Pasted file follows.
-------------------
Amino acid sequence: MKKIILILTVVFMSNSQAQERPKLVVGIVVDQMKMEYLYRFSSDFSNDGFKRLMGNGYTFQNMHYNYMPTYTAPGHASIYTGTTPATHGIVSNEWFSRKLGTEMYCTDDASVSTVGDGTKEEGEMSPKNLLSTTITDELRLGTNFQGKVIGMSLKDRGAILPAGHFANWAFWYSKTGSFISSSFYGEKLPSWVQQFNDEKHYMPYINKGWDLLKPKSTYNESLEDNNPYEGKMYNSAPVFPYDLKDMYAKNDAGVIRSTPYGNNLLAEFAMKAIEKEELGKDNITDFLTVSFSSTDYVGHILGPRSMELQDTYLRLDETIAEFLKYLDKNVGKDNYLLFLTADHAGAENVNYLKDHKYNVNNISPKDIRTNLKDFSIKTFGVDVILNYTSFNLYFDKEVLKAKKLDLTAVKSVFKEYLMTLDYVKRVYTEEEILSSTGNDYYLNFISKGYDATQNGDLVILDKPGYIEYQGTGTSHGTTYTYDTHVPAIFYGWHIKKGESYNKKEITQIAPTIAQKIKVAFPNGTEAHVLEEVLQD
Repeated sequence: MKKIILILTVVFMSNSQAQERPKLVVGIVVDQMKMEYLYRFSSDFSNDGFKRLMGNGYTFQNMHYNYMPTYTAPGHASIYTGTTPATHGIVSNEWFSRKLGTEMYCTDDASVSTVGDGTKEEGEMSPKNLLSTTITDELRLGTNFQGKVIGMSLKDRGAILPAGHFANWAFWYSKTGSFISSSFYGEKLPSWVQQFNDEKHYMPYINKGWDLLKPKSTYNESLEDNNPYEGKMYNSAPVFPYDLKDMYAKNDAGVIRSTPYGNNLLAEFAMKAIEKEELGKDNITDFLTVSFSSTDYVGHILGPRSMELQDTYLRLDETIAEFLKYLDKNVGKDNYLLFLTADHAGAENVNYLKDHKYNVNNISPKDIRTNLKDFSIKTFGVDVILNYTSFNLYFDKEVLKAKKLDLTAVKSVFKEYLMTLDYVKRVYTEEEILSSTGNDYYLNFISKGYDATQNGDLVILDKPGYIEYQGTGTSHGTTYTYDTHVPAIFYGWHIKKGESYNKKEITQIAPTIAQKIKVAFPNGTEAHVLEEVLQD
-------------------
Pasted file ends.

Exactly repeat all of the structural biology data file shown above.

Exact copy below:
Amino acid sequence: MKKIILILTVVFMSNSQAQERPKLVVGIVVDQMKMEYLYRFSSDFSNDGFKRLMGNGYTFQNMHYNYMPTYTAPGHASIYTGTTPATHGIVSNEWFSRKLGTEMYCTDDASVSTVGDGTKEEGEMSPKNLLSTTITDELRLGTNFQGKVIGMSLKDRGAILPAGHFANWAFWYSKTGSFISSSFYGEKLPSWVQQFNDEKHYMPYINKGWDLLKPKSTYNESLEDNNPYEGKMYNSAPVFPYDLKDMYAKNDAGVIRSTPYGNNLLAEFAMKAIEKEELGKDNITDFLTVSFSSTDYVGHILGPRSMELQDTYLRLDETIAEFLKYLDKNVGKDNYLLFLTADHAGAENVNYLKDHKYNVNNISPKDIRTNLKDFSIKTFGVDVILNYTSFNLYFDKEVLKAKKLDLTAVKSVFKEYLMTLDYVKRVYTEEEILSSTGNDYYLNFISKGYDATQNGDLVILDKPGYIEYQGTGTSHGTTYTYDTHVPAIFYGWHIKKGESYNKKEITQIAPTIAQKIKVAFPNGTEAHVLEEVLQD
Repeated sequence: MKKIILILTVVFMSNSQAQERPKLVVGIVVDQMKMEYLYRFSSDFSNDGFKRLMGNGYTFQNMHYNYMPTYTAPGHASIYTGTTPATHGIVSNEWFSRKLGTEMYCTDDASVSTVGDGTKEEGEMSPKNLLSTTITDELRLGTNFQGKVIGMSLKDRGAILPAGHFANWAFWYSKTGSFISSSFYGEKLPSWVQQFNDEKHYMPYINKGWDLLKPKSTYNESLEDNNPYEGKMYNSAPVFPYDLKDMYAKNDAGVIRSTPYGNNLLAEFAMKAIEKEELGKDNITDFLTVSFSSTDYVGHILGPRSMELQDTYLRLDETIAEFLKYLDKNVGKDNYLLFLTADHAGAENVNYLKDHKYNVNNISPKDIRTNLKDFSIKTFGVDVILNYTSFNLYFDKEVLKAKKLDLTAVKSVFKEYLMTLDYVKRVYTEEEILSSTGNDYYLNFISKGYDATQNGDLVILDKPGYIEYQGTGTSHGTTYTYDTHVPAIFYGWHIKKGESYNKKEITQIAPTIAQKIKVAFPNGTEAHVLEEVLQD